I’ve been shuffling stuff around lately with my DVD collection, and one thing I’ve been doing is cleaning up my DVD ripper and web frontend to catalogue my entire collection (todo: put in git, trac).  I finally finished archiving this weekend all the cartoons I have, and I actually finished ripping all of them that I want to archive, too.  They’re not all in one place yet, but by the estimates I’m running (one nice feature of my new code) is that it’s gonna take about 750 gigs of storage.  Whee!  It’s all worth it to have 8 seasons of Super Friends on demand (seriously).

I found a few bugs in my ripper this weekend, one of them was that I was only storing one possible subtitle type in my Matroska rips.  If a DVD had both VobSub and Closed Captioning, it’d only mux the first one I added.  Fixing it was fun, since it was one of those moments where you open up the code trying to find the reason for it, and you find a big comment labeled “FIXME: Add this feature here.”  Heh.  So, now it muxes both, if available.  Woots.

There is still one DVD subtitle format that I am having absolutely zero luck in finding anything about — English SDH (Subtitled for the Deaf and Hard of hearing).  According to Wikipedia, it’s basically closed captioning with color.  I can play / watch / rip closed captioning just fine (watching: mplayer -subcc dvd://, ripping: ccextractor), but not SDH.  And I haven’t seen anything that can even play them yet, although in fairness I’ve only been playing with Linux applications.  And everytime I try to explain to someone what I’m trying to do, they think I’m talking about VobSub subtitles.  Usually I get tired of trying to explain the difference and give up searching.  I could try finding some Windows apps to rip / play them, but if I can’t get something in Linux that’s scriptable to access them, then it doesn’t matter anyway.  So, if someone knows of something … plz to drop me a line, kthx.

Speaking of subtitles and MPlayer, I’ve come to the conclusion that MPlayer’s support for them is just plain sub-par.  The options to play them back (or force them off) are buggy and inconsistent across the bar.  For example, here’s a small roundup:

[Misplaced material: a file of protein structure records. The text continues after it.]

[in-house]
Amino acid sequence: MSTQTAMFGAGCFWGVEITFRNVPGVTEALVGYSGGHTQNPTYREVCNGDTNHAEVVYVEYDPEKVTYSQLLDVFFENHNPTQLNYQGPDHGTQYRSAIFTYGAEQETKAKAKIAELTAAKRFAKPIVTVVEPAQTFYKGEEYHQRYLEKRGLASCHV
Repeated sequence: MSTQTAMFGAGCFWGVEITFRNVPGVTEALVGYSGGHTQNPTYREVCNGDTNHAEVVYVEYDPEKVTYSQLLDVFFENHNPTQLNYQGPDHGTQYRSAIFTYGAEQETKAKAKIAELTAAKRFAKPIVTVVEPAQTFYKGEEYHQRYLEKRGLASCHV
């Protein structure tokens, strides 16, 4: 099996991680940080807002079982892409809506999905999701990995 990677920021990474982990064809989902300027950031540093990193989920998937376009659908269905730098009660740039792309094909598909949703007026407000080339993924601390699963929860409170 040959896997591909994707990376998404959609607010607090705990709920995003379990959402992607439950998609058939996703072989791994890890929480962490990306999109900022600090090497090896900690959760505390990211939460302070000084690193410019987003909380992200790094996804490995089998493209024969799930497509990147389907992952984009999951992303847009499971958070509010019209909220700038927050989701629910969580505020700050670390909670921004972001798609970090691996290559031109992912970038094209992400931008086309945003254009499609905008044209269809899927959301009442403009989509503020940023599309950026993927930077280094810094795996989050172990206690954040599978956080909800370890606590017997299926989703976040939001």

– Flagging a subtitle track as “default” when muxing a Matroska stream means that, if you turn on subtitles in the viewer, that should be the first one to show up.  It does not mean “these are forced subtitles, so display them automatically.”  That’s why Matroska has a “forced” tag.  default != forced.  If you’re still lost, look at the original audio and video tracks, and you’ll see they are also muxed with the “default” flag fipped on.  It’s purpose makes more sense with video with multiple audio tracks — if there’s more than one, which one do you play by default?  The one with the “default” flag!  Same principle should apply with subtitles when you turn them on.

– MPlayer can’t load Matroska subtitles externally.  You can, if you wish, mux just subtitle streams into a Matroska wrapper (ex: mkvmerge subtitles.{idx,srt} -o subtitles.mks).  But using “mplayer -sub subtitles.mks” won’t work.  Bummer. :(  I understand that in this case, the Matroska stream could contain more than one subtitle stream (VobSubs and CC in my example), and it generally expects just one (-sub subtitles.idx, fex), but still, it’d be a fancy feature. :)

– MPlayer can’t dump CC to SRT, even though it can play them (mplayer -subcc).  Bummer.